According to early reporting, it looks like we're in for another La Niña! What does that mean? How will La Niña affect your winter?
As one of the main drivers of weather in the U.S. and around the world, La Niña affects your lives from winter snow to grocery bills. Let's review . . .
What is La Niña?
Warmer or colder ocean temperatures in one part of the world influence weather around the globe. Boggles the mind, right? The temperatures may be only 1 degree warmer or colder than average, but these deviations cause large-scale impacts on global weather and climate.
A La Niña year occurs when there are abnormally cool water pools along the eastern Pacific. A typical La Niña winter brings dry conditions (and sometimes drought) to the southern tier of the U.S.; conversely, it brings cold and wet conditions (and sometimes heavy flooding) to the Pacific Northwest. Wet conditions in the North can also bring lots of snowstorms in the Great Lakes, extending into the Ohio Valley. The Southeast and Mid-Atlantic also tend to be drier and warmer than average during a La Niña winter.
Conversely, waters are unusually warm in an El Niño year. This leads to possible flooding in the southern U.S. and wetter-than-average conditions over parts of the Gulf Coast and Florida, while drier-than-average conditions can be expected in the Pacific Northwest and Canada.
NOAA tracks the sea surface temperatures in the middle of the Pacific ocean. See below. (Specifically, scientists measure the area known as the Niño 3.4 region, which is located from 120°W to 170°W.)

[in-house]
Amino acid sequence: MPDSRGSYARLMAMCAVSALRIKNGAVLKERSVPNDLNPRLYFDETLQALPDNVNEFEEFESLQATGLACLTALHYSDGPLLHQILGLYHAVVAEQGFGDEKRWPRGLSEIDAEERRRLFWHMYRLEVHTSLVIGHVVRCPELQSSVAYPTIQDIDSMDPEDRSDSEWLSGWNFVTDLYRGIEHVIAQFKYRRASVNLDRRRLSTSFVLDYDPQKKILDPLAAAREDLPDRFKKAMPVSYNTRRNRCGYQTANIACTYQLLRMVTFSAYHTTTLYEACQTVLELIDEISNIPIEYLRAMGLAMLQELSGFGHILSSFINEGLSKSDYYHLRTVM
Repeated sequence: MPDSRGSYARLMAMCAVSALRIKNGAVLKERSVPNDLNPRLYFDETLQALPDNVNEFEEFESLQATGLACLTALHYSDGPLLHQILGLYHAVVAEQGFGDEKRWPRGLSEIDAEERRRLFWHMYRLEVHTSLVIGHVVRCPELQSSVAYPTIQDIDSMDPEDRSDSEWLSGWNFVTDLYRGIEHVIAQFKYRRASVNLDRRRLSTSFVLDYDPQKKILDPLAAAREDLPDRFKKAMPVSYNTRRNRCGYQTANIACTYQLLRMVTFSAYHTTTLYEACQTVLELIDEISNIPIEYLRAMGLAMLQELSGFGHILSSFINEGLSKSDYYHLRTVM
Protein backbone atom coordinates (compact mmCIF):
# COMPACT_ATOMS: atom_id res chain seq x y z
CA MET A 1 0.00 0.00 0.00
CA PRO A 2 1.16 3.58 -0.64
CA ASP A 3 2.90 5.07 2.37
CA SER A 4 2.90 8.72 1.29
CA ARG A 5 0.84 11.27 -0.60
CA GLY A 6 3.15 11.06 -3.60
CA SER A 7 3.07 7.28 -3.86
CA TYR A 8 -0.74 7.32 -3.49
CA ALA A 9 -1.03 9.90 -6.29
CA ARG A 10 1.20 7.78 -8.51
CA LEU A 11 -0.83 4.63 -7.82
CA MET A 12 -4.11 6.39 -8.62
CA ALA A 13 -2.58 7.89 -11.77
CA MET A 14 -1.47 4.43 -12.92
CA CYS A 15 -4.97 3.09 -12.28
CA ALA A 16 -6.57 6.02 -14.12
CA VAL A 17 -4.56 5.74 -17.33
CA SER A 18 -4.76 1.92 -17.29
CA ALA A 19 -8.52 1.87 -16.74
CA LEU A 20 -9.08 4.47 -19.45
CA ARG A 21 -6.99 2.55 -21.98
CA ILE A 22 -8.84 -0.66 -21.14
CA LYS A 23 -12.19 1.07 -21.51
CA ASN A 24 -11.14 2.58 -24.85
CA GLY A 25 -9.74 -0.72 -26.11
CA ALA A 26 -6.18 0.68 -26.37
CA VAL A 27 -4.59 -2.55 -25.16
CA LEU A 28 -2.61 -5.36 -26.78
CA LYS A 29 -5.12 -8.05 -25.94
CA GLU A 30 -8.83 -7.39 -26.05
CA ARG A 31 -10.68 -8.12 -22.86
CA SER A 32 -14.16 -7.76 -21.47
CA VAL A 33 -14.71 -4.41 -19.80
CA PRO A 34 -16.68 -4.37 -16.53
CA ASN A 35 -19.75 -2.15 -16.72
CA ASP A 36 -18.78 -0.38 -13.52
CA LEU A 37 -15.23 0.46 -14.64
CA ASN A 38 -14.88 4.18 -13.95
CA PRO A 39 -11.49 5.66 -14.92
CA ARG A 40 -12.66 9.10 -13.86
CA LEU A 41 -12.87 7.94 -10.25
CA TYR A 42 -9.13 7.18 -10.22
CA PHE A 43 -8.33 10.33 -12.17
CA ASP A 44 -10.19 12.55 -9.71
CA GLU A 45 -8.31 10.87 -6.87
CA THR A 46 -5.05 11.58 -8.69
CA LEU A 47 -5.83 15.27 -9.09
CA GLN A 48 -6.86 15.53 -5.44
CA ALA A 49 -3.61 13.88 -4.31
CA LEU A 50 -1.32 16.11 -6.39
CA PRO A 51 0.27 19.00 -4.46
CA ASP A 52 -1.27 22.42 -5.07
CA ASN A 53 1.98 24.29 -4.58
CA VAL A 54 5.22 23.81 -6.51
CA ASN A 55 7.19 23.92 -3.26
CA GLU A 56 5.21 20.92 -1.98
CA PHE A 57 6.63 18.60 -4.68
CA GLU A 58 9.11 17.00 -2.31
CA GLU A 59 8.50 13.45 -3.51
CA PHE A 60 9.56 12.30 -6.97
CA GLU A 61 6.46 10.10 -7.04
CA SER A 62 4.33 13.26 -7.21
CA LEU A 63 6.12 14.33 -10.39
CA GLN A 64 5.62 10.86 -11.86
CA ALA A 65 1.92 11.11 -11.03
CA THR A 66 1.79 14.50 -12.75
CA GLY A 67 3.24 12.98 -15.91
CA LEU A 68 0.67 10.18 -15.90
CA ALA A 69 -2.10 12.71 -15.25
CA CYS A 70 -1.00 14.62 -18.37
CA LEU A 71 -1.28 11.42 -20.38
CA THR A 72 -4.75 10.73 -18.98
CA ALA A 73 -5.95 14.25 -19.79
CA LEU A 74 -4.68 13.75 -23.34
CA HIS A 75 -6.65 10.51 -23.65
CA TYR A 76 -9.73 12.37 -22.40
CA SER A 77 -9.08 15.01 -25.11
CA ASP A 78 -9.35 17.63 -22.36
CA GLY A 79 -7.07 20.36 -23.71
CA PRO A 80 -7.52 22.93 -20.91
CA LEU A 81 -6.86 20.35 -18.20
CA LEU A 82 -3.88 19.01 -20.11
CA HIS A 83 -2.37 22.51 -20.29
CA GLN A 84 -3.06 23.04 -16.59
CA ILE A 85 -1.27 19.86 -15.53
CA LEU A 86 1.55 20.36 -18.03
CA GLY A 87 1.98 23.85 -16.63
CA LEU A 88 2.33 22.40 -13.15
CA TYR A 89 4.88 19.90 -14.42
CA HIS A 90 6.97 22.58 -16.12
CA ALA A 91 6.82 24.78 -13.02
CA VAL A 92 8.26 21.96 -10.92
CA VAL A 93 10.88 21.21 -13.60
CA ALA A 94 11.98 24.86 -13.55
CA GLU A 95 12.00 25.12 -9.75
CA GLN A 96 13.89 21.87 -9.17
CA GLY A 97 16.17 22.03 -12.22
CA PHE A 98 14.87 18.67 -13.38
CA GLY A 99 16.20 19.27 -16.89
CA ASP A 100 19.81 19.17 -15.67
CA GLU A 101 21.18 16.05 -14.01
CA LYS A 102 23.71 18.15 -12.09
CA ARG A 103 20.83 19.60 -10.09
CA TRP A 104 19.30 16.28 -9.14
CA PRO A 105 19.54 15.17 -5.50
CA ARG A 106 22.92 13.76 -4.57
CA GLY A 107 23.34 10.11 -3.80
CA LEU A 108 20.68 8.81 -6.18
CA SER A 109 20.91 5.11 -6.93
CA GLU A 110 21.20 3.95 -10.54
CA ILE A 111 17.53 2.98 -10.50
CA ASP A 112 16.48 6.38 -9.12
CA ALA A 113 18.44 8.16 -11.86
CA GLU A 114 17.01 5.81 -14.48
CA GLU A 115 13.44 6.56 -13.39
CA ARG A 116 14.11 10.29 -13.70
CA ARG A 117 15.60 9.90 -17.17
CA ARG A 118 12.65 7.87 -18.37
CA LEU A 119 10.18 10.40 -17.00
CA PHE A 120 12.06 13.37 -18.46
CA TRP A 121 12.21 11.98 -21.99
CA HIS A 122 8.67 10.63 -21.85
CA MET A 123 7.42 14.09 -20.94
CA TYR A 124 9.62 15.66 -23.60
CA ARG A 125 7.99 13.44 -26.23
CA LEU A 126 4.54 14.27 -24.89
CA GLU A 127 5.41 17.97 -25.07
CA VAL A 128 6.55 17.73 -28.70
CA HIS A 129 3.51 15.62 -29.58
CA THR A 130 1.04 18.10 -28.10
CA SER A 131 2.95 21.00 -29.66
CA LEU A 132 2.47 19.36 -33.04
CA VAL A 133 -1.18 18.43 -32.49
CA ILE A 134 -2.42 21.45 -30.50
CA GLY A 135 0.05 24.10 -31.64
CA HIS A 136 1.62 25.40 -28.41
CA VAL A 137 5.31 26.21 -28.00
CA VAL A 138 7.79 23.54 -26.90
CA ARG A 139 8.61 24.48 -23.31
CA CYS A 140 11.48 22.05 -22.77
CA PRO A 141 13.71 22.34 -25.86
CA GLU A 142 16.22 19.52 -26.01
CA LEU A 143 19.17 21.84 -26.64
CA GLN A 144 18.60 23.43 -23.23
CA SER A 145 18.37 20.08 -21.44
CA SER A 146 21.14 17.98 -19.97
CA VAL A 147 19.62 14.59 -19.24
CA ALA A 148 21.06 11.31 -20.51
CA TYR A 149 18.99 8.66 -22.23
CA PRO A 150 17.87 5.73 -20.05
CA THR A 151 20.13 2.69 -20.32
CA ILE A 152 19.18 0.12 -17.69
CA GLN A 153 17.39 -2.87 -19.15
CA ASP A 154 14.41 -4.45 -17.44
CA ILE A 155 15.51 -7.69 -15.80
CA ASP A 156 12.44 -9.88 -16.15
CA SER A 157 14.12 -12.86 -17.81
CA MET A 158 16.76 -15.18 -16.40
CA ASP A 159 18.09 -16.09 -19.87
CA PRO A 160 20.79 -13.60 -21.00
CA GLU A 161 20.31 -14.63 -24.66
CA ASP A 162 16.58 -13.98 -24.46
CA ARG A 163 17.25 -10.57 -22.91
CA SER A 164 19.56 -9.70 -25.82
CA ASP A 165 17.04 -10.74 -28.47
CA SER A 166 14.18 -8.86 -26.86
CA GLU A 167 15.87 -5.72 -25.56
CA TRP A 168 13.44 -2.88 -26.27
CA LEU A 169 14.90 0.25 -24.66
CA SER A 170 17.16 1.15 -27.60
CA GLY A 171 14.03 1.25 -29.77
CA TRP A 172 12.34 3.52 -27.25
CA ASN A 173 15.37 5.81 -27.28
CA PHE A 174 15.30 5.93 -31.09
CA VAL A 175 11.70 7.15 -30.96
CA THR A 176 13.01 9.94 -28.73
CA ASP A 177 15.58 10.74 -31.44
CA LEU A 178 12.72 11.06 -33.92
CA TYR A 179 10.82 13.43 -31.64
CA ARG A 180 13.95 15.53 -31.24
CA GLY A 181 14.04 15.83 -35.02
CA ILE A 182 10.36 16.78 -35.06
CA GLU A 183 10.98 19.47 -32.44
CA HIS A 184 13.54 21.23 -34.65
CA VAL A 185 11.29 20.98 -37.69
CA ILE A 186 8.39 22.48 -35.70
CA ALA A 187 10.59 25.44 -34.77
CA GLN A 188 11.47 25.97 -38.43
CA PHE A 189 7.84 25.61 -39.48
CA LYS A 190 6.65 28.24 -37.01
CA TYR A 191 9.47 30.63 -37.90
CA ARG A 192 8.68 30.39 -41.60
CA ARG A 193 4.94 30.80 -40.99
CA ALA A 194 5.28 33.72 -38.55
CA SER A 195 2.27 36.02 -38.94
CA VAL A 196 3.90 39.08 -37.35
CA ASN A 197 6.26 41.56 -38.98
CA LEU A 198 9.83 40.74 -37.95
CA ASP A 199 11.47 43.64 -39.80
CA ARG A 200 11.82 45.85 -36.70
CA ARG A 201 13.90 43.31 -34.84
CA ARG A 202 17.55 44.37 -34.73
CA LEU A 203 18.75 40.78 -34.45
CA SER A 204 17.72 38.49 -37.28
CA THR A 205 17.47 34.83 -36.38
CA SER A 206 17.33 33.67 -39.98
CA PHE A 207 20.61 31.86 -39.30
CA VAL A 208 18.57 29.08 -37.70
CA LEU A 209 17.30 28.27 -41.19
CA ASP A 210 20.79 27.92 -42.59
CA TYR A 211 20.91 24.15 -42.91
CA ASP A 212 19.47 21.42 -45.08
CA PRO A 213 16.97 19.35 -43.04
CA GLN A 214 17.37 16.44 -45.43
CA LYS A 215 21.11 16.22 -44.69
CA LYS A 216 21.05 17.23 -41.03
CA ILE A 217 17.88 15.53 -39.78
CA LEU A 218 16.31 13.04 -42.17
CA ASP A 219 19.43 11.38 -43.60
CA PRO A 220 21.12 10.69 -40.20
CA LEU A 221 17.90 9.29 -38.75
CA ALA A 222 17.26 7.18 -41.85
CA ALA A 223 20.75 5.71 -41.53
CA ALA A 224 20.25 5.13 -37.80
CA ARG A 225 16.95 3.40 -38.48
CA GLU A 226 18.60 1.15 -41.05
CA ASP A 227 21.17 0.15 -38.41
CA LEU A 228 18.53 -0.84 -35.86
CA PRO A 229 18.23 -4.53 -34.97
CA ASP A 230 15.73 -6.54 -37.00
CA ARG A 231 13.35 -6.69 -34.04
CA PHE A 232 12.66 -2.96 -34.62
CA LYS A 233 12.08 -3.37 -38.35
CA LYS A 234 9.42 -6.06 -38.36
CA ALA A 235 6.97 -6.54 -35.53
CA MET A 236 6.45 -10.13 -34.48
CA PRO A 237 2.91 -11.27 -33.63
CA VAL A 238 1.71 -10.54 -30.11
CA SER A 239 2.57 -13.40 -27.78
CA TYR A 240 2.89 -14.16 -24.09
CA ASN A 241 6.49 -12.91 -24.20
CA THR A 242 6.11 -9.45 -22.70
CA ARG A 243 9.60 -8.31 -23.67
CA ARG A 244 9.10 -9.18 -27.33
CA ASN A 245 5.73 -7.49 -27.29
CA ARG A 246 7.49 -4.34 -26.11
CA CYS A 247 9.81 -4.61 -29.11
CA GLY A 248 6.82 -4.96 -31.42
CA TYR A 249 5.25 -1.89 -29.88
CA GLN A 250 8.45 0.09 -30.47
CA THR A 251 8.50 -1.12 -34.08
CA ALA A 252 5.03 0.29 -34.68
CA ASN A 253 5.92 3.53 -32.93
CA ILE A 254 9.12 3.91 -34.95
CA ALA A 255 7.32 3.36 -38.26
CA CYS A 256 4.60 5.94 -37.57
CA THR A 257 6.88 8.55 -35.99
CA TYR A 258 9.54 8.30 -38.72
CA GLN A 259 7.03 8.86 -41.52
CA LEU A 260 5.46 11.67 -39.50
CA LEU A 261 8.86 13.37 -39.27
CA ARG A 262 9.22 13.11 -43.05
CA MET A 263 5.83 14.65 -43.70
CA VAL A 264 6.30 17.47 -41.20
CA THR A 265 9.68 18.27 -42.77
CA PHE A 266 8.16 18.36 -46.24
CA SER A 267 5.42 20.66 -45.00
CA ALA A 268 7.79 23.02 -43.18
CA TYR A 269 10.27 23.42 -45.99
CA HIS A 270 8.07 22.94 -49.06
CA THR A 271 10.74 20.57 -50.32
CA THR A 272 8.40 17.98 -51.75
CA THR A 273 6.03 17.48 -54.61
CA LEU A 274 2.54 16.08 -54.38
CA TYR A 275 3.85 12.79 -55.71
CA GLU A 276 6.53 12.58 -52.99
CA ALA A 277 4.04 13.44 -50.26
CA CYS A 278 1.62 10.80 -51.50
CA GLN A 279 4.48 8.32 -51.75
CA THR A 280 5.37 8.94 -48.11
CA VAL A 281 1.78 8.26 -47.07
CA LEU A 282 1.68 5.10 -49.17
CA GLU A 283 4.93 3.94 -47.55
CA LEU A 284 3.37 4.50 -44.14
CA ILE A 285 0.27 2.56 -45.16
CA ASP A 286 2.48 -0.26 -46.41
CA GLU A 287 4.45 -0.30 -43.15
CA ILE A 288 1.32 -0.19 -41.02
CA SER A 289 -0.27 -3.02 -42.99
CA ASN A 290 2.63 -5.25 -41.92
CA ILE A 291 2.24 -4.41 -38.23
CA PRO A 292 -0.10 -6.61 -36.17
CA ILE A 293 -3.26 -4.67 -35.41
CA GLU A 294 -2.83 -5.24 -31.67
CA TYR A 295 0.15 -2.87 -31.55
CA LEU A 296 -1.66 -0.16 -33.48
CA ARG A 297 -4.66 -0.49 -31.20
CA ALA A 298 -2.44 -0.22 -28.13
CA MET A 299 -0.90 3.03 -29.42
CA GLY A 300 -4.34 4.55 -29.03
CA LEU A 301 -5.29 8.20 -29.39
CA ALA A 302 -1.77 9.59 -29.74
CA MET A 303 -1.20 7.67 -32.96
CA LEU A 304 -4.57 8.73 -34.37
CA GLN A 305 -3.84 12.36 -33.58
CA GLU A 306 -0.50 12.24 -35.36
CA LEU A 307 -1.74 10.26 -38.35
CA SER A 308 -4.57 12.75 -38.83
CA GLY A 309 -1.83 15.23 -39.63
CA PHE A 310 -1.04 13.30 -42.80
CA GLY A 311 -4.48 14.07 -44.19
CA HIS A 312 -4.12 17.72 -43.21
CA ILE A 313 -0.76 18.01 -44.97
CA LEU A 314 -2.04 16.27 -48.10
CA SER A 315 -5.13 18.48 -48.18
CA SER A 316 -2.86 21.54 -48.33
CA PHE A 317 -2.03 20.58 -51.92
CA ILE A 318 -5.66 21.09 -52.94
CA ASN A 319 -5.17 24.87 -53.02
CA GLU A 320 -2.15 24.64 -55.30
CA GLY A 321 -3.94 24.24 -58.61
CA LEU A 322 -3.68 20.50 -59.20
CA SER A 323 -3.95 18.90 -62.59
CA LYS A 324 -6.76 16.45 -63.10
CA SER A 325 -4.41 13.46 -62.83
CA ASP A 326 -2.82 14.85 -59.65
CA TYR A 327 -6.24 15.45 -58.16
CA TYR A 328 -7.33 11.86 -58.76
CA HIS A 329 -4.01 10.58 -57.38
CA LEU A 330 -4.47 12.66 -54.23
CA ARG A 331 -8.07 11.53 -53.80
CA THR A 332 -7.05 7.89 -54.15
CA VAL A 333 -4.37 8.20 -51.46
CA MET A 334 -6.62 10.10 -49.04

La Niña (and El Niño) episodes typically last 9 to 12 months. In the past, mainstream media would typically not report on La Niña or El Niño activity until the fifth or sixth consecutive month of the temperature anomaly. This meant that areas in North America would have been unaware that they were expecting El Niño or La Niña conditions.
When reporting is delayed for many months, it arrives almost too late to determine systems' impact on global weather and climate—which affects our lives, work, and other factors such as severe weather preparedness, food production, water supply, and even human health. With many industries needing to know the weather’s impact on their bottom line, the lack of El Niño/La Niña news was becoming financially problematic.
That was then; this is now: After only 3 months of eastern Pacific temperatures averaging 1 degree below the norm, Internet and mainstream news sources around the Internet have begun reporting—forecasting!—a La Niña winter.
La Niña 2017 Early Predictions
This is the second consecutive La Niña winter. Last year's episode was atypically short, forming in November 2016 and gone by February 2017.
NOAA’s attempt to become proactive about conditions this fall/winter has given all of us more time to prepare. For example, a strong La Niña is often bad for agriculture in southern regions, and U.S. production of most crops—except corn—generally goes down in La Niña years.
Fortunately, it seems that the upcoming La Niña of 2017–2018 is going to be weak and relatively short-lived, too. The equatorial waters of the eastern and central Pacific are only slightly cooler than usual, which means that the effects of La Niña are expected to be weaker.
Whether the NOAA predictions are correct remains to be seen. Still, this is an intriguing time for weather reporting. If this is the new normal—with conditions reported earlier—we will all be better able to make timely preparations.